Is a unit of insulin a unit of insulin?

Quick question for everyone that I can't seem to find the answer to, maybe my info hunting skills need an upgrade...but... Is a unit of insulin a unit of insulin? Meaning....

All things being equal, body chemistry aside, duration, time action begins, etc... Does a unit of lets say levimir, equal a unit of novolog in terms of ISF and or I/C ?

To further explain, if you take 20 units of levimir and it's "supposed" to last 24 hours, so 20 units divided by 24 hours gives you 0.83.

That 0.83 units of levimir an hour, is that the same as if you were to give yourself 0.83 units of novolog an hour (time of onset, duration, etc withstanding)... Will both have the same effect on BG correction and or offsetting carbs?

I hope I am making myself clear, this is the only way I can think to explain my question. Thank you in advance, I am so grateful to have these forums to help with questions and to learn from.


A unit is a unit. What is different is the time it continues to work in your body. Novolog generally lasts 4 hour. So if you take 1 unit. 1/4 unit iw used in th first hour, etc.

If you take 1 unit and the insulin is long acting, say 12 hours, then 1/12 of a unit is used every hour. (Its about time...its about space...its about the whole human race..and it all started with a BIG BANG!!) It is all about the science.

Time is the big key, along with dose.

Yes. Yes. Yes. Yes. What is different is the timing.

Well, yes and no. I found that it took a lot more Levemir than Lantus to keep my blood sugar reasonable. A lot more. I first started on Lantus, and gained a twenty five pounds. My endo switched to Levemir because it is supposed to be more weight neutral. i had to increase the amount like mad.I did stop gaining weight, though. By the time I switched to the pump, I was taking 50 units of Levemir a day, and with the pump, my basal was between 24 and 25 units a day of Novolog. And the 50 units of Levemir weren't getting the job done, at that. it's just too big a difference to be accounted for by pump efficiency.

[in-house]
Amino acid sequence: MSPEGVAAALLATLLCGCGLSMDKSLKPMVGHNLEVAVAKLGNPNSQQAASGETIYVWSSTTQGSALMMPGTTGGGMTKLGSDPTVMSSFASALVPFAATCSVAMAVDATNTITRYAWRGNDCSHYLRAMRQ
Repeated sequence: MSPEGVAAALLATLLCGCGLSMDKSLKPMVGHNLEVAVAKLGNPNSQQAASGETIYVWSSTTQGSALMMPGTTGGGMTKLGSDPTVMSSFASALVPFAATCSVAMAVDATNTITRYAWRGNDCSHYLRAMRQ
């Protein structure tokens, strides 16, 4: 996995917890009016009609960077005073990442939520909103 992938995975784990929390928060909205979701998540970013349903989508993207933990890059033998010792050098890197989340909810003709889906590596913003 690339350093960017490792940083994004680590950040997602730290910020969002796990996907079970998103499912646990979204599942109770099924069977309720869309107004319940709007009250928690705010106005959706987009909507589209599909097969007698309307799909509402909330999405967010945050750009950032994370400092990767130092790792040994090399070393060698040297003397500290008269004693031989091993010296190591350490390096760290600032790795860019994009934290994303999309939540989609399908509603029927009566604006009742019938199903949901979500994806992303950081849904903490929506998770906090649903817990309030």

Unfortunately, in my opinion, things are not quite that simple. Comparing as you say, Levemir and Novolog are kind of like comparing apples and oranges, even though they are both insulin. Levemir is a long acting (basal) insulin used for background coverage, and Novolog is a fast-acting or bolus insulin used for mealtime. You wouldn't apply ISF or I:C to Levemir, because you don't use it to bring down your blood sugar when it's high or to cover your carbs.

As for 20 units of levemir lasting 24 hours, it often doesn't, it's often more like 22 for most people. And it doesn't really give you quite as smooth a coverage as to be evenly divided by hours. That's why people like pumps! You can determine exact hourly basal rates.

Your question about giving yourself 0.83 units an hour of one or the other is also not exactly accurate, because you can't give yourself .83 units of levemir for just one hour, it is long-acting insulin. When you do set basal in a pump you use fast acting insulin in small hourly rates. Some people whose pumps malfunction try and substitute equivalent hourly shots of their fast acting but I don't know how well that works. it's not something you'd do under normal circumstances. And finally, Levemir doesn't work well to correct bloodsugar or offset carbs because it doesn't work quickly enough.

I may be missing what you are trying to understand, because you say "duration, time action, etc aside" but you can't put these things aside when you compare a unit of levemir to a unit of novolog; they are central to how those two forms of insulin function in your body.

Perhaps you can help us answer you better by telling us if you are just asking out of a desire to gain general knowledge, or if there is some specific purpose you have in asking the question.